Interestingly, we notice from expert analysis that there appears to be a hierarchy of clusters. For instance, clusters 6 and 10 fall under the broader “magic attacker” category. This suggests that we might consider other clustering models than k-means or DP-means, as these methods assign each observation to only one cluster. We address this further in Section V.

Iii-E Cluster visualization with PCA

Fig. 2 shows the result of applying principal component analysis (PCA) to reduce our feature dimension and visualize it in three dimensions. Notice that the data is clearly clustered into 8 distinct groups, suggesting that in higher dimensions there are probably more clusters. Overlaying our 12-groups clustering from the k-means technique in color, we observe that they are consistent with the PCA results: Almost all points in any k-means cluster are in the same PCA cluster.

Fig. 2: Visualizing our data with 3 principal components reveals at least 8 distinct clusters. The 12-clusters k-means results are overlaid in color.

Iv Game Outcome Prediction

We illustrate the accuracy of game outcome predictors that use team composition features based on our gameplay style clusters learned in the previous section. We present our feature selection, the classification models used to learn our predictors, and the accuracies for our predictors.

Iv-a Feature selection

For our classification algorithms, the features are the two teams’ player compositions. Associated with each team is a vector of counts of players that fall into a certain play style category, which were, say, derived from one of the clustering algorithms. The feature vector is the concatenation of the count vectors of teams 1 and 2. The labels for each sample are the win/loss indicator for the game, with 1 corresponding to a victory and 0 a loss by team 1 to team 2. For instance, there are 8 clusters, teams 1 and 2 have the count vectors and , and team 1 beats team 2. The feature vector-label pair would then be

where is the feature vector and is the sample binary label.

Iv-B Classification models

To obtain the best win/loss outcome predictor, we consider different classification models. To determine the accuracy of our predictors learned using the various models, we held out 10% of our total sample set (over 130,000 in total) for training, and used the held-out samples for testing.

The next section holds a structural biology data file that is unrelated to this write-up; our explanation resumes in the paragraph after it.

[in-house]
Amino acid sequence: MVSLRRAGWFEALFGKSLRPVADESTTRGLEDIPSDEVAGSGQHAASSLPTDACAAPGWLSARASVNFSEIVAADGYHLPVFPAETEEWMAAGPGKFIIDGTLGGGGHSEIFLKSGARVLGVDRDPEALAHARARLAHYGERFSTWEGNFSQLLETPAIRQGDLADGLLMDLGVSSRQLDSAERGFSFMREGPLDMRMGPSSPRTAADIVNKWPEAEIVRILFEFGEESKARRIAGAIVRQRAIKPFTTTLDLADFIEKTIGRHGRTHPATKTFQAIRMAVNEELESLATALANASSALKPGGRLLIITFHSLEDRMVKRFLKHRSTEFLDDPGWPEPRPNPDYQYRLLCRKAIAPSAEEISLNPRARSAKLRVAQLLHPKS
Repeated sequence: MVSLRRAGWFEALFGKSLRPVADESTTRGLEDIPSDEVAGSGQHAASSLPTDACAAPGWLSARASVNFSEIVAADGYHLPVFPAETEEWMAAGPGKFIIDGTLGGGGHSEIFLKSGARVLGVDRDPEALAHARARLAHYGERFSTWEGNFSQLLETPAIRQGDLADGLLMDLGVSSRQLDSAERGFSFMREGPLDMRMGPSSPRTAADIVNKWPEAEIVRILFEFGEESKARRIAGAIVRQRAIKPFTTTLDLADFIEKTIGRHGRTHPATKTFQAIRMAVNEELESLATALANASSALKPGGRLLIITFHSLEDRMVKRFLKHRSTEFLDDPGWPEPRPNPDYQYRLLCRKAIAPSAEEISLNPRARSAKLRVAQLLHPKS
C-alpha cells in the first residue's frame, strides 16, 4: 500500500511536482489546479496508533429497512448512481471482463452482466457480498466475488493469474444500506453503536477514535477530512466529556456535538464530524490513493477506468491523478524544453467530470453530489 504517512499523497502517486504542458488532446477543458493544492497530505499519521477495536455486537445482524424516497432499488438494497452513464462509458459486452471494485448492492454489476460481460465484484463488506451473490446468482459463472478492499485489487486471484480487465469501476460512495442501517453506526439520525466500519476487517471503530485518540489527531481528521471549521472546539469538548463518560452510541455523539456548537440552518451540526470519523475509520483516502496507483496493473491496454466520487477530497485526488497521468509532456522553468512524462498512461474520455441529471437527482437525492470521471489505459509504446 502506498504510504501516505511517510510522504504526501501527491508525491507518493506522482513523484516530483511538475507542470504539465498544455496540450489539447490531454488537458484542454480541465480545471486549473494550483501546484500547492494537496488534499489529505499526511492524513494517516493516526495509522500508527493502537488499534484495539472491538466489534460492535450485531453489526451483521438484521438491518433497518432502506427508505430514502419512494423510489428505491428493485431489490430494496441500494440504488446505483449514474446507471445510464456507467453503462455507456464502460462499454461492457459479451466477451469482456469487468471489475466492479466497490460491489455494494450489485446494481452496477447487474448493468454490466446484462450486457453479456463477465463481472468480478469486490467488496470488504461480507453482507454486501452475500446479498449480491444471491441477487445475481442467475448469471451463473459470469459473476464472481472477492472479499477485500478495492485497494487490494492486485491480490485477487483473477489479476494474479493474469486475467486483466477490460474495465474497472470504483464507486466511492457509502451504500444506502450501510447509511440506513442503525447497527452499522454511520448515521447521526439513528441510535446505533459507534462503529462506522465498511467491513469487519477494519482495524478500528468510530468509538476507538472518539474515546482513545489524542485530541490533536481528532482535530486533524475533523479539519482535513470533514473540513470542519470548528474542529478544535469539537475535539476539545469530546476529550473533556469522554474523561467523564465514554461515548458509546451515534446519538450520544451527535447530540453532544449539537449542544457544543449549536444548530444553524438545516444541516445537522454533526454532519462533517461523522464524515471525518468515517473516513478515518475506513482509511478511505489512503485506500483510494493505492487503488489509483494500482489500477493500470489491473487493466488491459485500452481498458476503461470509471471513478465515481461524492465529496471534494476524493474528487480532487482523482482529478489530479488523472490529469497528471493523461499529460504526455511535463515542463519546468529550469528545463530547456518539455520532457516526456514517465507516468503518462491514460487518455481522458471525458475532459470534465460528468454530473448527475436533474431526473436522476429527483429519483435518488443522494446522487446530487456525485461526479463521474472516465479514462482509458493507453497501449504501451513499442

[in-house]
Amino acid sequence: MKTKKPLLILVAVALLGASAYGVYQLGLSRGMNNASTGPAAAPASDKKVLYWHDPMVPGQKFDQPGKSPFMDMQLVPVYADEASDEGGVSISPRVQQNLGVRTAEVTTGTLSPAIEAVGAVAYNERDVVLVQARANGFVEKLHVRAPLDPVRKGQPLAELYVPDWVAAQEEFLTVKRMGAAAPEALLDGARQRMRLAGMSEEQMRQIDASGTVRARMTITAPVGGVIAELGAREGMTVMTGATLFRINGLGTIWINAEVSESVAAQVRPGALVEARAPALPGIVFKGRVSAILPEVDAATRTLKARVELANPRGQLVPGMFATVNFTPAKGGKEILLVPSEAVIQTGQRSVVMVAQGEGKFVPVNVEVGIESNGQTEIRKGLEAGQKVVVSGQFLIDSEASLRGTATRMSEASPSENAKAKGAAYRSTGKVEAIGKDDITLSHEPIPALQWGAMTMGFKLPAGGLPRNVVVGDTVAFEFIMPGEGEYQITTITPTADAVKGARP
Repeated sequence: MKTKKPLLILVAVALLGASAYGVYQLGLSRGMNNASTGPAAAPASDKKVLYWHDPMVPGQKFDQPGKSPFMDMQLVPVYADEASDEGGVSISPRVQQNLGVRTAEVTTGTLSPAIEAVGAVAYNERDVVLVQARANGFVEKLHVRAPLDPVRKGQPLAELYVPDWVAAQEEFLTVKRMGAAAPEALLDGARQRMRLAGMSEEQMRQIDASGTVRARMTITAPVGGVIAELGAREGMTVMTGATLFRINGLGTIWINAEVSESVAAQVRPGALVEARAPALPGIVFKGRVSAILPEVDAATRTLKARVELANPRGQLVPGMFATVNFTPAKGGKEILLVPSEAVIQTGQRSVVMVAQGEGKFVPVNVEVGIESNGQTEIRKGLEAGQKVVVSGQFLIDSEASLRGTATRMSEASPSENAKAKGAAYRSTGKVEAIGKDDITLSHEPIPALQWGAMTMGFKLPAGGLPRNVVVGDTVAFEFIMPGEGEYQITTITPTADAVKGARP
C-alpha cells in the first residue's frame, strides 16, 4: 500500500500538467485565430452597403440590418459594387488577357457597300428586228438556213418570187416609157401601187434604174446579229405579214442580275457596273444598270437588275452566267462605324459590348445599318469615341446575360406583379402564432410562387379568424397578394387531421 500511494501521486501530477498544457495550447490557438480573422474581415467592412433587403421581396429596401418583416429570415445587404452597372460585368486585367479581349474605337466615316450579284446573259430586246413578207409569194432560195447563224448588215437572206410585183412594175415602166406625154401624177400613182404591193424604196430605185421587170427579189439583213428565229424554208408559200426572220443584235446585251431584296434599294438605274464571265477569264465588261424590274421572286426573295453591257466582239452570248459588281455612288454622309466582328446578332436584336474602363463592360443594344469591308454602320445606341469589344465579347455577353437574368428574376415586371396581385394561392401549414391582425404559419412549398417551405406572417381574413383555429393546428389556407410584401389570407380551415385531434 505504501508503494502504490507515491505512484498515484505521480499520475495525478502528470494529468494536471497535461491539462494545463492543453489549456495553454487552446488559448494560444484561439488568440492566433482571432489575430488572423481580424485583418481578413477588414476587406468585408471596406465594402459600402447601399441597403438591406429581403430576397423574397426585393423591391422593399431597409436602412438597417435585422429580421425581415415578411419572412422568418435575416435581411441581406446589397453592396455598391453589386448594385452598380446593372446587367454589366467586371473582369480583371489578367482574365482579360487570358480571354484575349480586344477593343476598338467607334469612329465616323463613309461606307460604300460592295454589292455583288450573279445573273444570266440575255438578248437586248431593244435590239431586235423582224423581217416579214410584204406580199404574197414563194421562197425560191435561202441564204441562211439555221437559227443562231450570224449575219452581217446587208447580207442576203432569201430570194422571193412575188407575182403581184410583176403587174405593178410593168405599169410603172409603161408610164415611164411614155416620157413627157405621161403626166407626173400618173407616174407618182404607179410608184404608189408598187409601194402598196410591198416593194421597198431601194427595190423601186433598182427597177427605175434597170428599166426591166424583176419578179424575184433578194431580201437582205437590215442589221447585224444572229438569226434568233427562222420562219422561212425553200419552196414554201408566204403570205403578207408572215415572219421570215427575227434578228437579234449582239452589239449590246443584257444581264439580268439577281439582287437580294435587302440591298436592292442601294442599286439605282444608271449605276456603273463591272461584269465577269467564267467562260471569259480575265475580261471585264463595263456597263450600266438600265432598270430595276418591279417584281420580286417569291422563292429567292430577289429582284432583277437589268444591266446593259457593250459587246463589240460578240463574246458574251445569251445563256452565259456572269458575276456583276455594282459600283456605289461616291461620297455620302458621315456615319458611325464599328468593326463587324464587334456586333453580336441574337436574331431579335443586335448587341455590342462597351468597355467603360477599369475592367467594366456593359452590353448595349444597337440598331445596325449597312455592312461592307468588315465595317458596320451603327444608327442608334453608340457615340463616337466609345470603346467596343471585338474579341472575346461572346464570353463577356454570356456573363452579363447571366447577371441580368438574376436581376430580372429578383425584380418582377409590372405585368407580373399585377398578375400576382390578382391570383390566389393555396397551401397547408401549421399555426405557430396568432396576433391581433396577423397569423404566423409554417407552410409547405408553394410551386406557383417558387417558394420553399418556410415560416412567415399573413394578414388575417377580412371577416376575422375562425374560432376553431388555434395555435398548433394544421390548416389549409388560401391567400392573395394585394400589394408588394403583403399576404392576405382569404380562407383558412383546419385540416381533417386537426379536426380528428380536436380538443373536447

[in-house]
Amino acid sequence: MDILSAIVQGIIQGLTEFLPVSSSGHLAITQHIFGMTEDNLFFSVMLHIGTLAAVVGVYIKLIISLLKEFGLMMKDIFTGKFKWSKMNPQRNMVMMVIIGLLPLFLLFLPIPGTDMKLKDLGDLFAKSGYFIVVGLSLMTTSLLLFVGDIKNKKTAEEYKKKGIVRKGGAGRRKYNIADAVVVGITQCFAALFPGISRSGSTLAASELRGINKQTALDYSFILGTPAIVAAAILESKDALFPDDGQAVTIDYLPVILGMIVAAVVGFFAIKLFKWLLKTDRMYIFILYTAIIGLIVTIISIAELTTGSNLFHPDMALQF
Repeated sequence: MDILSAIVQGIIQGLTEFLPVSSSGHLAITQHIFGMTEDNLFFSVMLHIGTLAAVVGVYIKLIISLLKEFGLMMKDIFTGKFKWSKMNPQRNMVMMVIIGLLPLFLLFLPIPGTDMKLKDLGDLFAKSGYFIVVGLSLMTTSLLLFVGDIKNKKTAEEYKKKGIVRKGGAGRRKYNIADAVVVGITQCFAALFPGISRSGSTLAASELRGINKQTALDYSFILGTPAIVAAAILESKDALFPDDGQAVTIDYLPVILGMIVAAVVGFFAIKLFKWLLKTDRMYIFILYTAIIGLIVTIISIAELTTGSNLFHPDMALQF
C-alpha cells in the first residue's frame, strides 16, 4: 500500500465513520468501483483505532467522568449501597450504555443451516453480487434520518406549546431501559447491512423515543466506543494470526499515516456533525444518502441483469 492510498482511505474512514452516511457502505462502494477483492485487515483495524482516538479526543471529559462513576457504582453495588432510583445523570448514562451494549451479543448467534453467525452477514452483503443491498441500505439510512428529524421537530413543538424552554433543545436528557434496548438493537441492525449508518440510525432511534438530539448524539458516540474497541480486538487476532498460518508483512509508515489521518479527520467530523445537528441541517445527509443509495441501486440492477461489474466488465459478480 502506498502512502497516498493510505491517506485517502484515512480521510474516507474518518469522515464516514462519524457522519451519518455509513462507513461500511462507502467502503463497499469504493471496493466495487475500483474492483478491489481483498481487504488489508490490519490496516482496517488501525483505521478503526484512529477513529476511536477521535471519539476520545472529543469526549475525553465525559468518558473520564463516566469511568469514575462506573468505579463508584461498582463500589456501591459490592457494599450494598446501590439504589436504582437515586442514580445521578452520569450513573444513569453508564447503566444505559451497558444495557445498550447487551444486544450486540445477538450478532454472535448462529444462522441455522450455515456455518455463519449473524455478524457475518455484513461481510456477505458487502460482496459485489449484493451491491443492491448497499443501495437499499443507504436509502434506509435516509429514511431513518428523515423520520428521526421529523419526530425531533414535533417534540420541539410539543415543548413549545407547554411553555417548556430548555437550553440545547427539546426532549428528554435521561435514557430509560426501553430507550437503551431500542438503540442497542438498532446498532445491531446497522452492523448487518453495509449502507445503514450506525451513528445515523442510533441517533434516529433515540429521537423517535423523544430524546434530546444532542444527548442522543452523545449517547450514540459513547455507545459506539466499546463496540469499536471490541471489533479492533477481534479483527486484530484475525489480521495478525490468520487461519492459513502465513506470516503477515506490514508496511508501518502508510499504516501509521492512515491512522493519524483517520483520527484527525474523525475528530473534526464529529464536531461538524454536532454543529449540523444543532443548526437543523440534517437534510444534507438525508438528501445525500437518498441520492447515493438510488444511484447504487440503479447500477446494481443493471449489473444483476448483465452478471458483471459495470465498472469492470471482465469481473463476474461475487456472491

Iv-B1 Logistic regression

For this model, we use the Bernoulli family of distributions to model the conditional distribution of winning or losing given the team composition features. That is, adhering to our notation introduced above, , where is our model parameter and is our hypothesis, which is derived from formulating the Bernoulli distribution as an exponential family distribution. To learn our model, we find a parameter that maximizes the log-likelihood function

(3)
(4)

where is the sample set size. We used stochastic gradient ascent to efficiently find the optimizer .

Iv-B2 Gaussian discriminant analysis

In this model, we assume that the input features are continuous-valued random variables and model using a multivariate normal distribution. In other words, we use a generative learning model. In our case,

(5)
(6)
(7)

where , , and are the means and covariance of the Gaussian distributions. Here, we maximize the log-likelihood of the -samples data

(8)

The result of maximizing with respect to the model parameters is a set of exact analytic equations [Ng:14], which we compute directly. The derivation of these equations are simple, and we omit them for brevity.

Iv-B3 Support vector machine

Assuming that our data are separable with a large “gap,” a support vector machine model posits that the size of the geometric margin between some observation point and the decision boundary is proportional to “confidence level” that the observation is classified correctly. The result of this model is an optimization problem that seeks the maximum margin separating hyperplane for our samples.

For our problem, we use regularization since we are uncertain about whether our data is linearly separable (e.g., outliers, erroneous data). The resulting problem is solved using the sequential minimal optimization algorithm [SBS:98].

Iv-C Evaluation criteria